FT: “The new deal will see the two companies join forces to develop parts of the Bazhenov shale, a vast formation in western Siberia that is one of the largest accumulations of unconventional oil in the world. Oil executives call it “Russia’s Bakken”, a reference to the formation in North Dakota that has driven a huge increase in US oil production.” Read more
FT: ” Shell’s ambitious plans to explore for oil in the Arctic this year are clouding over again. Peter Voser, chief executive, said the two drilling rigs the company is deploying offshore Alaska are both out of action.” Read more
Heather Stewart sums up the World Economic Forum: “Governments are increasingly pinning their hopes on the fuel (shale gas) as a low-cost energy source, releasing them from dependence on the volatile Middle East.” Read more
WSJ: “Exporting the U.S. shale energy revolution overseas turns out to be far tougher than anyone expected …oil companies are running into obstacles as they try to replicate the U.S. experience on other continents. The result is that significant overseas shale energy production could be a decade away.” Read more
Guardian: “Public Employees for Environmental Responsibility (Peer), a US group that helps federal and state employees raise the alarm on environmental protection issues, said it was shocked by the single page of notes from the government agency after it filed a federal lawsuit against the BSSE asking for all documents relating to the capping tests.”
But only a quarter of the way to the potential reservoir it is targeting off Alaska, and they may not be able to continue without an extension to the allowed drilling season. FT: “Mr Salazar [Interior Secretary] said the company would not be allowed to go any further until it had secured final approvals for the Arctic Challenger, the 300-foot barge converted to carry a containment system for catching oil in the event of a spill. He suggested those approvals could come next week, at the earliest. “We are holding Shell’s feet to the fire,” Mr Salazar said. “We don’t know whether Shell will be able to complete a well in the Arctic this year”.”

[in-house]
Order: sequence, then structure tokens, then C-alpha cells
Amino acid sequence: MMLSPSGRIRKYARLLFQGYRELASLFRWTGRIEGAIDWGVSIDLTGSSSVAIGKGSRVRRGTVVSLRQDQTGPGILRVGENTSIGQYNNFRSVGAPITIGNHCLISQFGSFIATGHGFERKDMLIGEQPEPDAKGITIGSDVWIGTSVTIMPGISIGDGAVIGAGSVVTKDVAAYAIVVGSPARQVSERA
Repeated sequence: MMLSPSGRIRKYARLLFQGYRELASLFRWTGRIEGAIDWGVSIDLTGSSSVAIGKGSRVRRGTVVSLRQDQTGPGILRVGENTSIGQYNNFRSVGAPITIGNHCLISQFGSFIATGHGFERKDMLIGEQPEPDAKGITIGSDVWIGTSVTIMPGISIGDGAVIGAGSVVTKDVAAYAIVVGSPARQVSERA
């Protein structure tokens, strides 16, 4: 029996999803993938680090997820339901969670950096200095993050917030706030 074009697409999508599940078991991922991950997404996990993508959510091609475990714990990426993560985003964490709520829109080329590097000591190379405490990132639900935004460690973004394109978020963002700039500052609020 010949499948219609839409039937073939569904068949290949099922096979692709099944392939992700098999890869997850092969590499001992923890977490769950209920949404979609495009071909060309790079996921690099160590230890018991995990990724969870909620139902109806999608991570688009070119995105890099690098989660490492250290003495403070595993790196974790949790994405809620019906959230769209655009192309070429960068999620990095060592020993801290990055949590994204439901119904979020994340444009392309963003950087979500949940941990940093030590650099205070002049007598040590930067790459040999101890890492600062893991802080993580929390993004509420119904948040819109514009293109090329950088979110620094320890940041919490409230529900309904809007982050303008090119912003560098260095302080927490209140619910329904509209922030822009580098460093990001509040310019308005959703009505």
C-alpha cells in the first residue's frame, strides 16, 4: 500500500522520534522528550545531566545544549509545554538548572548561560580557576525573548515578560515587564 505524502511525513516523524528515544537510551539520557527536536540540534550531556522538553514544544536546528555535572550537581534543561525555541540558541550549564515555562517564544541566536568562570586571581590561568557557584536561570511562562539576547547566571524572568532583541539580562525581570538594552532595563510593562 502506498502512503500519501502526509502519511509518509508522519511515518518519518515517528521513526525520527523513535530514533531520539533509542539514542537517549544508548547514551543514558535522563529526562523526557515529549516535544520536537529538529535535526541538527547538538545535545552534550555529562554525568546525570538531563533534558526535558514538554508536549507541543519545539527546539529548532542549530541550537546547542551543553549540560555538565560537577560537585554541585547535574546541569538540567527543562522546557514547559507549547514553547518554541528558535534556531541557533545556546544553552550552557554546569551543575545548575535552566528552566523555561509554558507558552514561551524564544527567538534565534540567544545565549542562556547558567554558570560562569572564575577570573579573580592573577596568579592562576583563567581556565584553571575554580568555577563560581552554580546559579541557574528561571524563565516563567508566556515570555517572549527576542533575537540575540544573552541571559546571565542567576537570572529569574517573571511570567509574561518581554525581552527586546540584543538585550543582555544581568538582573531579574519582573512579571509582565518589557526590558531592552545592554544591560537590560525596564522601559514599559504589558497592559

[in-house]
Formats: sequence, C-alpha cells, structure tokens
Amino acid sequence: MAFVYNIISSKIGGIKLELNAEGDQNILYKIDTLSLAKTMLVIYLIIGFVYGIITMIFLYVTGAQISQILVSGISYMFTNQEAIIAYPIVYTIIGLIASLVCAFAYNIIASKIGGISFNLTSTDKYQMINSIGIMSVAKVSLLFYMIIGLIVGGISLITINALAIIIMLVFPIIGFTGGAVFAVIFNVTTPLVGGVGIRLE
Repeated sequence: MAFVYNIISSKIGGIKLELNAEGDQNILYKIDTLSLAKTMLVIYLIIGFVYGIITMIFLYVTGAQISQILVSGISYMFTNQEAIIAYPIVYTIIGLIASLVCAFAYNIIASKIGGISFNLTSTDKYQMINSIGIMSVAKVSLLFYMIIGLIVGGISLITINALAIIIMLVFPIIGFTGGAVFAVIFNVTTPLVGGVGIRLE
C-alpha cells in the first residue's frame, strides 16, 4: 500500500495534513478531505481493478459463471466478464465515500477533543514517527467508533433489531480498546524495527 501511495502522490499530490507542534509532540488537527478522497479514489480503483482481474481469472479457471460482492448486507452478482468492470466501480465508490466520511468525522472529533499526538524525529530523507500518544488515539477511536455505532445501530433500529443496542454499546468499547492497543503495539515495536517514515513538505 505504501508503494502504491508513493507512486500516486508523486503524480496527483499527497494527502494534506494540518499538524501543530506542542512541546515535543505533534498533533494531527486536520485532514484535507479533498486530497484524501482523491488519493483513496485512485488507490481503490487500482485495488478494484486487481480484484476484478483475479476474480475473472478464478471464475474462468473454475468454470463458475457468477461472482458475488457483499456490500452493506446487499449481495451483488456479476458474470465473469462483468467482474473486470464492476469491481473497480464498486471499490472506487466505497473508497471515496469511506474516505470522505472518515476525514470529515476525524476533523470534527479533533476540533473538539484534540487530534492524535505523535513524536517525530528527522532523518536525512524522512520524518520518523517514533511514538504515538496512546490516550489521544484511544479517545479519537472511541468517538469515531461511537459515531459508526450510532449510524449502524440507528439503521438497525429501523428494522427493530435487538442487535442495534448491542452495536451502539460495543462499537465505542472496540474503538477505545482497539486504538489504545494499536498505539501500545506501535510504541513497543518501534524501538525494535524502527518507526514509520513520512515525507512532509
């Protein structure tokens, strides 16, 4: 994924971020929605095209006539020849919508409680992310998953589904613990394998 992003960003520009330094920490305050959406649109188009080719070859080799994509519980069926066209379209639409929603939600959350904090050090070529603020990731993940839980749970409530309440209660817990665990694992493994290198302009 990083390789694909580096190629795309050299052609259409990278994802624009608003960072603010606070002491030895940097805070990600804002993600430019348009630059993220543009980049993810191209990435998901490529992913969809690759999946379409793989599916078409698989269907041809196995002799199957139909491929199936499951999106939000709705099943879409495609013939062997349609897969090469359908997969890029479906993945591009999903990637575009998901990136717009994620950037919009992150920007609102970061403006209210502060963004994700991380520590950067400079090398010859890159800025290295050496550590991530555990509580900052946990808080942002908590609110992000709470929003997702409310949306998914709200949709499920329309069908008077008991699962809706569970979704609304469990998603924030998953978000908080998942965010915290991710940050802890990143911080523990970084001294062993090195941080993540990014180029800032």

Shell also plans a $12.6bn refinery and petrochemical complex – which could become China’s single largest foreign investment.
Guardian: And Osborne has never once had a meeting with green energy. Treasury ministers have met multiple times with Shell.
Shell declares that it cannot meet its full commitment to export oil from Nigeria following hacksaw sabotage locals say is caused by the company withdrawing contracts to pay people to monitor and protect the pipeline.
The award, made in the UK High Court, is for a spill 20% the size of the Gulf spill. While holding hands up for this one, most spills are not operational but the result of sabotage, Shell claims.
Reports to the HSE show more than one a week. Most go unreported. Shell is one of the worst offenders.
The FLNGs, as the industry is now calling them, allow production where once it was too expensive to put in pipelines, and is out of the public eye. The first, Shell’s, is set for Australia. Others are thinking of following suit, the FT reports.
BP’s future supplies look to be in trouble. Offers are also being considered from Exxon and Chevron.